The U.S. Virgin Islands announced the end of nearly three years of legal proceedings in a sex trafficking case brought against the estate of Jeffery Epstein
The American territory announced the late financier’s estate would pay its government $105 million in cash.
Additionally, the government will receive half of the money generated from the sale of Little St. James island, the location of Epstein’s home where he is believed to have sexually abused dozens of underage girls.
Money from this sale will be kept in a trust overseen by the U.S. Virgin Islands government. The funds will be used to help local residents who have been sexually abused, including covering the price of counseling and supporting community organizations.
Little St. James is currently listed for $55 million. It has three beaches, a helipad, a gas station, and an infrastructure support system that is described as “comprehensive” and “discreetly located.”
The lawsuit was first filed against the estate of the billionaire and registered sex offender in 2020 by attorney Denise George. George contended Epstein and his accomplices “created a sprawling network that used properties and companies in the Virgin Islands to traffic dozens of women and girls to be raped, sexually assaulted and held captive on Epstein’s private island,” per The New York Post.
“This settlement restores the faith of the people of the Virgin Islands that its laws will be enforced, without fear or favor, against those who break them,” George said in a statement. “We are sending a clear message that the Virgin Islands will not serve as a haven for human trafficking.”
Epstein was found dead in August of 2019 in his cell in a New York prison, where he was awaiting trial on sex trafficking and conspiracy charges.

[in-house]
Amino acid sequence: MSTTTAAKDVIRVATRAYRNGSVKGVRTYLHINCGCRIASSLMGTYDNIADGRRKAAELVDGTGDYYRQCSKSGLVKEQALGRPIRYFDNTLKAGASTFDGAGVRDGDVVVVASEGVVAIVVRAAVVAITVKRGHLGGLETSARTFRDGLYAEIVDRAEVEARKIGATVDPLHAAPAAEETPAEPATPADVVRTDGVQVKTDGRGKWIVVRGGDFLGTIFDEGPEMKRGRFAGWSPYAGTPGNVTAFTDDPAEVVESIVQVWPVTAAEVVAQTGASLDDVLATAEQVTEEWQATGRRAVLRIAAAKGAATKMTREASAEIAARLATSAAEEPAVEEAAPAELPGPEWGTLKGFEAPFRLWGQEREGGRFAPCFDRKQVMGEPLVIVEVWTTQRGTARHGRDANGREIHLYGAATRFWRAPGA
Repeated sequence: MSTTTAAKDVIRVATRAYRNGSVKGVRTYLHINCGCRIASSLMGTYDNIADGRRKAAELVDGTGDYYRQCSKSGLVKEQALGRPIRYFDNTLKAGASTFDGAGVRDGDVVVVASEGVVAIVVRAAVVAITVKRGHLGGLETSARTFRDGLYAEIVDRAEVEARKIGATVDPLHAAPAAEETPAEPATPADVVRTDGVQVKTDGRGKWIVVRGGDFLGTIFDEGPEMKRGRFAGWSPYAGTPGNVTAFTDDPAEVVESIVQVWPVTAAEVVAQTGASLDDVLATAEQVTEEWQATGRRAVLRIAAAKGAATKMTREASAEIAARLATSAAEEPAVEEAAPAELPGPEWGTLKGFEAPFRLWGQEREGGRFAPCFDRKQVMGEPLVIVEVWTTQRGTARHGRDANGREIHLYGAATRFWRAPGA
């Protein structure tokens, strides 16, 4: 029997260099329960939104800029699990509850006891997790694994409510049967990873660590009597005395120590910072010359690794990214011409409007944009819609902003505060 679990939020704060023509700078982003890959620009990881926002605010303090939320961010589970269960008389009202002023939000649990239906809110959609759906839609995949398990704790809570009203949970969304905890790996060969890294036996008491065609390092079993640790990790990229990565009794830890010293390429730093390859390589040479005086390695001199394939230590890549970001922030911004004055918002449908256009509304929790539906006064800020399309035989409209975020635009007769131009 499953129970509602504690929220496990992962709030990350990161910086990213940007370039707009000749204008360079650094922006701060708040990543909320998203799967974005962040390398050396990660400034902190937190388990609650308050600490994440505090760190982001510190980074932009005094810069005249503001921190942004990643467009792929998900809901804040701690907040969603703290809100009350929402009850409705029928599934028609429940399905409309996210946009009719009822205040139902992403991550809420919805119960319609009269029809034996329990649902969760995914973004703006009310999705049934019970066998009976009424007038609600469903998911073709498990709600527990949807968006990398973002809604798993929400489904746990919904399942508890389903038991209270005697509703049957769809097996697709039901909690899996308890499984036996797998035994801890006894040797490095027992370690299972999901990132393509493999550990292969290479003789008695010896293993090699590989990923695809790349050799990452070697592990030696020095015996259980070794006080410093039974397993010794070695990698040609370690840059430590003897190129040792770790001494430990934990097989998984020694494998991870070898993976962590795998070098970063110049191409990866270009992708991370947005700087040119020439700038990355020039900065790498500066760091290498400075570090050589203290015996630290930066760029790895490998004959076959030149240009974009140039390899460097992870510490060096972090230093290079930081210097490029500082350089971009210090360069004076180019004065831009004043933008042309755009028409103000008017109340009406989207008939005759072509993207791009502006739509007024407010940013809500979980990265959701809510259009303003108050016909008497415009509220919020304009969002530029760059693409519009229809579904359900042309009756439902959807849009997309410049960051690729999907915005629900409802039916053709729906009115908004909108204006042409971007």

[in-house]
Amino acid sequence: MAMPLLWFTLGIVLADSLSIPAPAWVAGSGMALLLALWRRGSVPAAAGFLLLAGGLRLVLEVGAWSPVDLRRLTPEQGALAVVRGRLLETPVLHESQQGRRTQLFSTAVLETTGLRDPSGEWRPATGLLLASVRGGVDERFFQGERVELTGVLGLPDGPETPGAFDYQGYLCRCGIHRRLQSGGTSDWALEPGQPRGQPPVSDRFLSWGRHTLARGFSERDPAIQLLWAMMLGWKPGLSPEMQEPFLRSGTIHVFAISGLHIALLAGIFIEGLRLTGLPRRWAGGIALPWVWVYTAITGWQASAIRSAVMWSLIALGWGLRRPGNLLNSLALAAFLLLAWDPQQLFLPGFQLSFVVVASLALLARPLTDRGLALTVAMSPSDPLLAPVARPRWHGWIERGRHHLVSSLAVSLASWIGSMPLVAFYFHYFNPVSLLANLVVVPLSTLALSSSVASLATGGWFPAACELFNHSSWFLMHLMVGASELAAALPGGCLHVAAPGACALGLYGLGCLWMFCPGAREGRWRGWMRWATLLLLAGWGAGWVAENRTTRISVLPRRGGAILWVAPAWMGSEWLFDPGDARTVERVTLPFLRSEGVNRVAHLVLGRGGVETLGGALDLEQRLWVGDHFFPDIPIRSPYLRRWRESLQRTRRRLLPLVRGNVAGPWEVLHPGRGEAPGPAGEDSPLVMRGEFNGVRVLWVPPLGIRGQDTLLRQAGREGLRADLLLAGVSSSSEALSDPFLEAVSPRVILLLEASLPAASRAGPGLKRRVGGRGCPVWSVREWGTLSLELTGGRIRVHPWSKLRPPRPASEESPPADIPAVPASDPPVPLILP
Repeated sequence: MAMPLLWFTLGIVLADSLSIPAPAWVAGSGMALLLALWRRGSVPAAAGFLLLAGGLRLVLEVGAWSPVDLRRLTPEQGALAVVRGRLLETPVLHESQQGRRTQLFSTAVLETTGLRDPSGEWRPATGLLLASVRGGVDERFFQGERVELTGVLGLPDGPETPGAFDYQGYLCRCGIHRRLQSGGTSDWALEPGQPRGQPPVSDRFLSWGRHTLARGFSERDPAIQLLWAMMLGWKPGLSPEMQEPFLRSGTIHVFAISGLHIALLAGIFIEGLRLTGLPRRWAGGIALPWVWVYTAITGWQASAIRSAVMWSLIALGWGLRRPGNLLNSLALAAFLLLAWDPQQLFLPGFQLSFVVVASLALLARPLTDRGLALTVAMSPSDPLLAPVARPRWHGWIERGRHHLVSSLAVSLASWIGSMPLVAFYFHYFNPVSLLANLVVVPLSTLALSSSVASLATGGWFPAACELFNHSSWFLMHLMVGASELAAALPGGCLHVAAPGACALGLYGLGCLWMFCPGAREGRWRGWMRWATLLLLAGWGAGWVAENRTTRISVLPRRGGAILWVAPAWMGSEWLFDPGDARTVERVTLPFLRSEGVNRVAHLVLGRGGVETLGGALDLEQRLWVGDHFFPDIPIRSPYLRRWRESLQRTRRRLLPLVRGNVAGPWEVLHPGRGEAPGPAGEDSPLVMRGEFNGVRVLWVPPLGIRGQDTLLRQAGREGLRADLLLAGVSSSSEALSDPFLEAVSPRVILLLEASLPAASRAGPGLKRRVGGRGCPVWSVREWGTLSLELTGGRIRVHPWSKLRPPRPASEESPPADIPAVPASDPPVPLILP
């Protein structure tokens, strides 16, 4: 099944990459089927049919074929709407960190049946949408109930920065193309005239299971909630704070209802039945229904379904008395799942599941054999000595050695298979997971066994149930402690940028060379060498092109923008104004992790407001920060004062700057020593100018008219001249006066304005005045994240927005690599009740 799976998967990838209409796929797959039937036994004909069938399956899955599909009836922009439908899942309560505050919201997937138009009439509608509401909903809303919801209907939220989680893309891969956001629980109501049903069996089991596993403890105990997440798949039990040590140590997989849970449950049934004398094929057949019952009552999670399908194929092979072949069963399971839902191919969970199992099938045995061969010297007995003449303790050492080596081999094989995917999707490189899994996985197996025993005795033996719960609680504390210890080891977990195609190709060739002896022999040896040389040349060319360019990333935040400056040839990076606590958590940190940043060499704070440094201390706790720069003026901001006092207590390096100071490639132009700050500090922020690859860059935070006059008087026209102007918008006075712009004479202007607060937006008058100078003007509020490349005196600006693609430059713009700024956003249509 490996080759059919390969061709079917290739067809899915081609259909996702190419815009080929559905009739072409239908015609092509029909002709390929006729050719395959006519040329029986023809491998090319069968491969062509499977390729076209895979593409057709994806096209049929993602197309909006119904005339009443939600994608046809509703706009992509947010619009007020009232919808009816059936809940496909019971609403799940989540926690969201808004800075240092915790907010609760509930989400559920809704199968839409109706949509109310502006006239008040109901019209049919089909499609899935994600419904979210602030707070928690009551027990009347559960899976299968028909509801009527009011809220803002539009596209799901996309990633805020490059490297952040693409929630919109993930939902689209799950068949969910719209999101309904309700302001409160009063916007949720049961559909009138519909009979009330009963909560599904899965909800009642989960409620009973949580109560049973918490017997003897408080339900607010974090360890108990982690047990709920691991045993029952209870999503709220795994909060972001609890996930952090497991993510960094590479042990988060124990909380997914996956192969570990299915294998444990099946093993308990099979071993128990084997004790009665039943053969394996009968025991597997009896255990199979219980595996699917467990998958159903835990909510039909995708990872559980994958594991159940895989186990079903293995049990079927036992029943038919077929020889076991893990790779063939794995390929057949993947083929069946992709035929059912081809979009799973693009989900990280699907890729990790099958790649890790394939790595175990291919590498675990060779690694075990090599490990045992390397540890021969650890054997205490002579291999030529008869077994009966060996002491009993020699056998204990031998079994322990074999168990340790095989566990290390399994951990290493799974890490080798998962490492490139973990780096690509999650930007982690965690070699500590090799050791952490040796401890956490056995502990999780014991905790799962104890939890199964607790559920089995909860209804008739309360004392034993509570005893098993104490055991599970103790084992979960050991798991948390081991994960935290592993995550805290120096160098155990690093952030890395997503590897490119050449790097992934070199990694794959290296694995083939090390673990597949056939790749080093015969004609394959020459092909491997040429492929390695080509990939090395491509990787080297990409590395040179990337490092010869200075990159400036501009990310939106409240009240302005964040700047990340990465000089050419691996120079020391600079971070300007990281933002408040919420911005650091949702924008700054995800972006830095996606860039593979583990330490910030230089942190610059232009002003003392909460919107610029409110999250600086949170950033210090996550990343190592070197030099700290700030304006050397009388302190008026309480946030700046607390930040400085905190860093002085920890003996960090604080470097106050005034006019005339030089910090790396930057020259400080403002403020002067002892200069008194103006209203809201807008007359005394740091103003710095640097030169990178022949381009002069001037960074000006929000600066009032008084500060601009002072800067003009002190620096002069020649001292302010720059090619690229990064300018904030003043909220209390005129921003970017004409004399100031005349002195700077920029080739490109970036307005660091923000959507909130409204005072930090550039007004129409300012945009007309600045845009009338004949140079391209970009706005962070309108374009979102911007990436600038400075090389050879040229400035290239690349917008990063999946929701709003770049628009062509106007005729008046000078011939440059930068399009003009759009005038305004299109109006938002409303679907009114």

Epstein’s estate has already settled with more than 130 people and paid more than $121 million through a victim’s compensation fund in April of 2021.
The U.S. Virgin Islands also accused Epstein of causing environmental damage to Great St. James. His estate will pay $450,000 to the government for the repairs and to ensure “the islands cannot be used for illicit purposes by those associated with Epstein,” per the Washington Examiner.
Great St. James is also up for sale with a listing price of $55 million. The island is 160 acres and includes three beaches.
Finally, Epstein’s estate has agreed to return $80 million in economic tax benefits to the U.S. Virgin Islands. The government says these benefits were “fraudulently obtained” by Epstein and several co-defendants to assist with his illegal actions.
An attorney for Epstein’s estate stressed in a statement to AP News that the settlement with the U.S. Virgin Islands was not an admission of guilt or a concession of liability or fault by the co-executors, Darren Indyke and Richard Kahn.
Both men were named in the U.S. Virgin Islands complaint, which described them as “the indispensable captains of Epstein’s criminal enterprise, roles for which they were richly rewarded.”
“The co-executors deny any allegations of wrongdoing on their part,” wrote Daniel Weiner, an attorney for the Epstein estate. “The co-executors ultimately concluded that the settlement is in the best interest of the estate.”
Weiner said the settlement avoids “the time, expense and inherent uncertainties of protracted litigation.”